The computational expense of creating three-dimensional images that can be viewed by all is just one factor holding them back…
From ACM NewsSandrine Ceurstemont Commissioned by CACM Staff| June 1, 2023
An edited collection of advanced computing news from Communications of the ACM, ACM TechNews, other ACM resources, and news sites around the Web.
Researhers claim copper telephone wire already deployed across Britain can carry data at rates three times higher than fiber-optic cable at much less cost, over...New Scientist From ACM TechNews | May 2, 2022
New York University researchers have built a small surveillance drone able to extend its battery life by attaching itself to a wall and powering down its rotors...New Scientist From ACM TechNews | April 26, 2022
A circuit board's power consumption can reveal malicious tampering designed to facilitate Trojan attacks to steal sensitive data or crash a device when triggered...New Scientist From ACM TechNews | April 20, 2022
Ward Beullens at IBM Research Zurich in Switzerland easily cracked a cryptography algorithm touted as one of three contenders for a global standard against quantum...New Scientist From ACM TechNews | March 11, 2022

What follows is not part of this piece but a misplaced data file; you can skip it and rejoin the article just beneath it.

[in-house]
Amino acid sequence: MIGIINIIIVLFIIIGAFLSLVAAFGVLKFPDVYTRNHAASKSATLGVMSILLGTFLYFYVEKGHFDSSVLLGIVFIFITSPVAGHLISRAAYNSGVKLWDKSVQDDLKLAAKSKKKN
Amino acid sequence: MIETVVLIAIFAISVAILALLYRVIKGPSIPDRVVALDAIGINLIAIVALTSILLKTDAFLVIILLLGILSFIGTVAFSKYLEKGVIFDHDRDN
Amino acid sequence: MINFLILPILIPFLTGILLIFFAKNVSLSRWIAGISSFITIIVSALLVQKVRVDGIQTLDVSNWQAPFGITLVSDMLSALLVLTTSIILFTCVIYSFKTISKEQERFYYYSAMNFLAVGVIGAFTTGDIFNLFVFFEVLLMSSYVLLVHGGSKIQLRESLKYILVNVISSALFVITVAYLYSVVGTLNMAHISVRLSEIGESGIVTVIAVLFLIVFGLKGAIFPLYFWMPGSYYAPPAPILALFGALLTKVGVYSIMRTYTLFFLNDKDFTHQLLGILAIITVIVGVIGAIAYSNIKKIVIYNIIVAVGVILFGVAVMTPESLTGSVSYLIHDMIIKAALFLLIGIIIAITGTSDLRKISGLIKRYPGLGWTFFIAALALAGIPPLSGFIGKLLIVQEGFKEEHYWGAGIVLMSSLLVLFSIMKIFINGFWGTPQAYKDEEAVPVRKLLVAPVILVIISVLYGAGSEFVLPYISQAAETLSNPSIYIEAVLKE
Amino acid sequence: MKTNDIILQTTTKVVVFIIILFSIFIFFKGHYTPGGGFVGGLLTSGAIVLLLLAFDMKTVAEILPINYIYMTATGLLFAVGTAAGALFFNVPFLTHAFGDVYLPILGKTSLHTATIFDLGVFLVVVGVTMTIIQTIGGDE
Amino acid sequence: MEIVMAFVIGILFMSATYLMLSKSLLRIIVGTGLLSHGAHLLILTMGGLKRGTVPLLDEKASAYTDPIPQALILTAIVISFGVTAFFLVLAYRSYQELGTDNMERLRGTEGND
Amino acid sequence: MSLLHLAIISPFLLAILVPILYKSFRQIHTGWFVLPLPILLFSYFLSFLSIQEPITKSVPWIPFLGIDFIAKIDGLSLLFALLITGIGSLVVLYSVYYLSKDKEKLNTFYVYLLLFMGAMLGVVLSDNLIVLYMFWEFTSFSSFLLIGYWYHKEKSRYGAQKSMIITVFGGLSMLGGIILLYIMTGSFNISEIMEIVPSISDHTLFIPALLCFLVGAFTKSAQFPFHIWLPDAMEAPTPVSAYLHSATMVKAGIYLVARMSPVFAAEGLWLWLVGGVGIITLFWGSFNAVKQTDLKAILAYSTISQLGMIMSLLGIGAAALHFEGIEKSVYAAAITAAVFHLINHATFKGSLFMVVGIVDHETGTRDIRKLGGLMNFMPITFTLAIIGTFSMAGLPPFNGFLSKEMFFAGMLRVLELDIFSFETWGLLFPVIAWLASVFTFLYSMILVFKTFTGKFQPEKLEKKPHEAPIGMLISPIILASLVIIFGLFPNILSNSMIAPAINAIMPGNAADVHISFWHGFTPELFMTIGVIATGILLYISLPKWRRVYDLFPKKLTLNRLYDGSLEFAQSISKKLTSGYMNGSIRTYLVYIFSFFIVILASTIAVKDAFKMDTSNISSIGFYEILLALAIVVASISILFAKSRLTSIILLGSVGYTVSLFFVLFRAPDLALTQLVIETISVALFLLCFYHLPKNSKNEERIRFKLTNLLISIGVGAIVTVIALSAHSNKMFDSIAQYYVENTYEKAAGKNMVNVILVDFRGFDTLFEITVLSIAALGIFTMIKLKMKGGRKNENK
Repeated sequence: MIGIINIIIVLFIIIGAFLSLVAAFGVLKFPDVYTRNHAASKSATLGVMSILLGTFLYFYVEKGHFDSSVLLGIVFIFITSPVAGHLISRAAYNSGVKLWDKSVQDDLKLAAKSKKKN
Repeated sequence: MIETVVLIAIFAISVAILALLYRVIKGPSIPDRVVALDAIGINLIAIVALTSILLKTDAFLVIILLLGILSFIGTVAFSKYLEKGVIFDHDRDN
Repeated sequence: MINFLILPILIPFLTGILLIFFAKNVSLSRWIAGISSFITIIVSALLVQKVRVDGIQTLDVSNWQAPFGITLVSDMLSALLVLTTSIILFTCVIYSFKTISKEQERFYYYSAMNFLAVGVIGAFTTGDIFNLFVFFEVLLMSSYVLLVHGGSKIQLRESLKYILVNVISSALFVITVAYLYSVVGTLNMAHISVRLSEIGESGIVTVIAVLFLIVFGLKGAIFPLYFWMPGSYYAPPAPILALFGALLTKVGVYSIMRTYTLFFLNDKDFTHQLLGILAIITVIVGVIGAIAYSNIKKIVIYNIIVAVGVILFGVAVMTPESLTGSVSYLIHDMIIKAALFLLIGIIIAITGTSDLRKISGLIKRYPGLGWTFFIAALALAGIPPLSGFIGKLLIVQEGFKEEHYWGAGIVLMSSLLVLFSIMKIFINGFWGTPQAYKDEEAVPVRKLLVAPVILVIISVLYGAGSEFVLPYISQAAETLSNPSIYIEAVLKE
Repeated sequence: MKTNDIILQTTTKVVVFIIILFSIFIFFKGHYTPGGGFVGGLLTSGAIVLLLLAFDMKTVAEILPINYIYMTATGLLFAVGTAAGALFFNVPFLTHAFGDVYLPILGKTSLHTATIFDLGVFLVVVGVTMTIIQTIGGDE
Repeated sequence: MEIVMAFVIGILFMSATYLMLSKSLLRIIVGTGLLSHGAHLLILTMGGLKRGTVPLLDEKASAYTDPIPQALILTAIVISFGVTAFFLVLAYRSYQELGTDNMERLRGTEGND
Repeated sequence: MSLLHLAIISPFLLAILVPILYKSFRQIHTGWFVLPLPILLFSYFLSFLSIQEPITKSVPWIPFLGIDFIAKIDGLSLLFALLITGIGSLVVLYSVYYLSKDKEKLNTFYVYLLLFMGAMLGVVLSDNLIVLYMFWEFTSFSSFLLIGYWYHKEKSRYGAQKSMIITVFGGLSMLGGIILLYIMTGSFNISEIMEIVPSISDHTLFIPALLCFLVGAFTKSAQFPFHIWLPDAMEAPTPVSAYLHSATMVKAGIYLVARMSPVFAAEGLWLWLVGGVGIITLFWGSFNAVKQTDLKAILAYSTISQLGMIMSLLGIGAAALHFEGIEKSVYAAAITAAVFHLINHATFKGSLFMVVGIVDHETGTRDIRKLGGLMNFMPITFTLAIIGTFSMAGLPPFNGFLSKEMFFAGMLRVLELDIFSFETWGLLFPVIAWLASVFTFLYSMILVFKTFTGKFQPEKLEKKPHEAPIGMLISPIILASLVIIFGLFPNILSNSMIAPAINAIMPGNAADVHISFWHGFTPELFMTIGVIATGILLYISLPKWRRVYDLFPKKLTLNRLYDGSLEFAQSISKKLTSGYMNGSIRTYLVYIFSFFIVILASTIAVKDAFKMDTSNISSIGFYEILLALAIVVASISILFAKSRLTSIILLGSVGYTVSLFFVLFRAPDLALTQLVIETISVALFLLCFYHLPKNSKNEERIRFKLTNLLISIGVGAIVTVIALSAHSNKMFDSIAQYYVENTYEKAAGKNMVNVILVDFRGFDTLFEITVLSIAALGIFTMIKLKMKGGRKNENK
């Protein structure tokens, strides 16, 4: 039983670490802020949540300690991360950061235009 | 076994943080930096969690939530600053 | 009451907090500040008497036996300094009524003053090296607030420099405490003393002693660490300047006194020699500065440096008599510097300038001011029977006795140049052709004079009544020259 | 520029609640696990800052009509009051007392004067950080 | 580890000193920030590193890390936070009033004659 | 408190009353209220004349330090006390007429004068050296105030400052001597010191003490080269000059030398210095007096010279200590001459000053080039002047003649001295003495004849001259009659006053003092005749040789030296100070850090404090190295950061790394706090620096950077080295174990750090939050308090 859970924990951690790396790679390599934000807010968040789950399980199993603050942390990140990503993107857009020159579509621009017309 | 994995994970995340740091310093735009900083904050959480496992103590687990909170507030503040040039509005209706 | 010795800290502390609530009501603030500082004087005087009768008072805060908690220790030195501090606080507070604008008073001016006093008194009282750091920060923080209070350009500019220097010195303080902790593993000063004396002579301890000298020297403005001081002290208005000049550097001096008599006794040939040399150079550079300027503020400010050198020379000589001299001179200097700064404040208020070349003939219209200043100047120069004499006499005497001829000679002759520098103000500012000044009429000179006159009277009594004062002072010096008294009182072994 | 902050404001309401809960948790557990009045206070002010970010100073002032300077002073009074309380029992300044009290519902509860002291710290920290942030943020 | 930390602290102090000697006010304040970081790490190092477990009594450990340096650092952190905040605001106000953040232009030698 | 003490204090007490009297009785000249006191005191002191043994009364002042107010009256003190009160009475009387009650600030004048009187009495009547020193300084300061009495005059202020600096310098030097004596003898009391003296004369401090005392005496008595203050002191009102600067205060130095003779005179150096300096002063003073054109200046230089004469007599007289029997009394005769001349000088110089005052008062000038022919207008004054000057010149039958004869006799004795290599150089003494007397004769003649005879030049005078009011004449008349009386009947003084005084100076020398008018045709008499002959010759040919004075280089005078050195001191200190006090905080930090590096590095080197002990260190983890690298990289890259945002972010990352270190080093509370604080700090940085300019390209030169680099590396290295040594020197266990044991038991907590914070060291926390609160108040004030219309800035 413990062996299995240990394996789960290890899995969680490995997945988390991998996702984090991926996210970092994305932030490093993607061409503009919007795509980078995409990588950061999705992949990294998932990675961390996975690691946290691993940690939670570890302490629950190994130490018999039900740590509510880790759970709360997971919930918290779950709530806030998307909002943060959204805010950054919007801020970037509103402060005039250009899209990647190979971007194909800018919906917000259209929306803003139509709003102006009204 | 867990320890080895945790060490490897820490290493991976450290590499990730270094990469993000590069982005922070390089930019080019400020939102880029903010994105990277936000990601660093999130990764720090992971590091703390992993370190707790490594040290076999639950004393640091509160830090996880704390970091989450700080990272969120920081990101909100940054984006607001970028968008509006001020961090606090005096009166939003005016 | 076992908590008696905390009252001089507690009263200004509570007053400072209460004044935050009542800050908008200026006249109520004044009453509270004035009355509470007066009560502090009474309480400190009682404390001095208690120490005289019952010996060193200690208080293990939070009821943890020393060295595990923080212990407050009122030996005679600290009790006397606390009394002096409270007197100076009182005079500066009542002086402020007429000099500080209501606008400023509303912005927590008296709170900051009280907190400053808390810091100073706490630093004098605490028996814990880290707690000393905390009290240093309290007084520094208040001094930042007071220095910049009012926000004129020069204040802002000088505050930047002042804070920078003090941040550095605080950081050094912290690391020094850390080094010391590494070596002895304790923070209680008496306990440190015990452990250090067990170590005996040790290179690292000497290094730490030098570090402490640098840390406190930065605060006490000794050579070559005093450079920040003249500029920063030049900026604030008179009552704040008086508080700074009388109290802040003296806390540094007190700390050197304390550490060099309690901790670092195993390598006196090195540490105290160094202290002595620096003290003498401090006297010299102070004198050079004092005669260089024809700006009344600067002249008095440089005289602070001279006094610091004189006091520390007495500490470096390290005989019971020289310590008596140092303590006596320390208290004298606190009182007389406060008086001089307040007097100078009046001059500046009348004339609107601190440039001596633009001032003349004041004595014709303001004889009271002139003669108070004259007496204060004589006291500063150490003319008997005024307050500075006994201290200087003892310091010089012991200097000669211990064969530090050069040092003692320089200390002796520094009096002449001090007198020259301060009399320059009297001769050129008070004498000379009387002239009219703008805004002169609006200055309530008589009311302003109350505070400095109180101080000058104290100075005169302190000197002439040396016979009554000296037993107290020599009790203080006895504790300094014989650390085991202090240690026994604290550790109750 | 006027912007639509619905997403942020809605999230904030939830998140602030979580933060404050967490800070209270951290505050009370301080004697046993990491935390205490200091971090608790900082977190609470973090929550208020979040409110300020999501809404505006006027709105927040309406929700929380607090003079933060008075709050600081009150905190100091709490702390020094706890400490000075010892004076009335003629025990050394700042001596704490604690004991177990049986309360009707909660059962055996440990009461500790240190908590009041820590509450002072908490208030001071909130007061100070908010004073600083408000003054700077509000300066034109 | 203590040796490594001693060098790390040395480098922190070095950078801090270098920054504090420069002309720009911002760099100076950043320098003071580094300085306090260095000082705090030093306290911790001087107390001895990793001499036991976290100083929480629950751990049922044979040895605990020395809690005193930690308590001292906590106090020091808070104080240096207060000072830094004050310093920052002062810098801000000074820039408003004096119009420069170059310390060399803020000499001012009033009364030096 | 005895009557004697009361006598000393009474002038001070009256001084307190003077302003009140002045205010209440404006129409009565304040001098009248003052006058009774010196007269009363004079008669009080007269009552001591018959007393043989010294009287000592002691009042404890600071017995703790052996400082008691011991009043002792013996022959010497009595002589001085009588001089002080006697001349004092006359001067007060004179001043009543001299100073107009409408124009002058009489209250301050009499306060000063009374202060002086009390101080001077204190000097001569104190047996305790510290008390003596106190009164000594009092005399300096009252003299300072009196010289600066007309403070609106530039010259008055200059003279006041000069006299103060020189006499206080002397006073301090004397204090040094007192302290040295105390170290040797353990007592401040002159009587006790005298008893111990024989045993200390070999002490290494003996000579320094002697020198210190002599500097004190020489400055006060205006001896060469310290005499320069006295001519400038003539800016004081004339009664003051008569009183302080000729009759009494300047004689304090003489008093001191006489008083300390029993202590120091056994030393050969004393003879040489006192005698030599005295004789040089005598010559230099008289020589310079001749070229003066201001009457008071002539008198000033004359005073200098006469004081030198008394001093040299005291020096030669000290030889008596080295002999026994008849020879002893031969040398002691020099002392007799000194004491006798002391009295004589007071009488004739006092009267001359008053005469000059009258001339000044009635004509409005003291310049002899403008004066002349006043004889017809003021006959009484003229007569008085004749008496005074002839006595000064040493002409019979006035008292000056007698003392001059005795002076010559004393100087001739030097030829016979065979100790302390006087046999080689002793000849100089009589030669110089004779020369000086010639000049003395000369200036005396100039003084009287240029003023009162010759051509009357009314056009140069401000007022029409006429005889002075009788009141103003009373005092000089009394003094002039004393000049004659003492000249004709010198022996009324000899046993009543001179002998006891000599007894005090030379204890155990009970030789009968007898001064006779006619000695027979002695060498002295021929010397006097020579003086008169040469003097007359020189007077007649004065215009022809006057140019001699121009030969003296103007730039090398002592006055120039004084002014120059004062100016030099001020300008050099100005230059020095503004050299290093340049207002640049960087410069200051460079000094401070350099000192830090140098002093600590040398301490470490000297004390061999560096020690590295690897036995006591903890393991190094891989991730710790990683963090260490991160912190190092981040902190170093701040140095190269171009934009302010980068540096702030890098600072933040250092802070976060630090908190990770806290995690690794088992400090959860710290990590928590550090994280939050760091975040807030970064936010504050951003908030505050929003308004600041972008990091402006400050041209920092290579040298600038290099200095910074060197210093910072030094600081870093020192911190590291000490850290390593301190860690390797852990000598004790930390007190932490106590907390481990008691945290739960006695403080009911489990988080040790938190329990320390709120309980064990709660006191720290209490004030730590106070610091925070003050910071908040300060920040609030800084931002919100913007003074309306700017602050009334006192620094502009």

Researchers incorporated a pair of infrared cameras into prototype goggles to help blind and visually impaired people navigate their environment intuitively.
New Scientist From ACM TechNews | February 4, 2022
Researchers at the Chinese University of Hong Kong have developed a corkscrew-shaped microrobot that can swim through blood vessels and help drugs unblock clots...New Scientist From ACM TechNews | January 14, 2022
Generating truly random numbers for cryptographic algorithms could become possible through Nisa Bostanci and colleagues at Turkey's TOBB University of Economics...New Scientist From ACM TechNews | January 13, 2022
Researchers at South Korea's Ajou University have built a highly dexterous robotic hand that can handle eggs gently, pour drinks, and crush aluminum cans.
New Scientist From ACM TechNews | December 17, 2021
A “living ink” made entirely from bacterial cells can be used in a three-dimensional printer to create structures that discharge drugs or absorb toxins.
New Scientist From ACM TechNews | November 29, 2021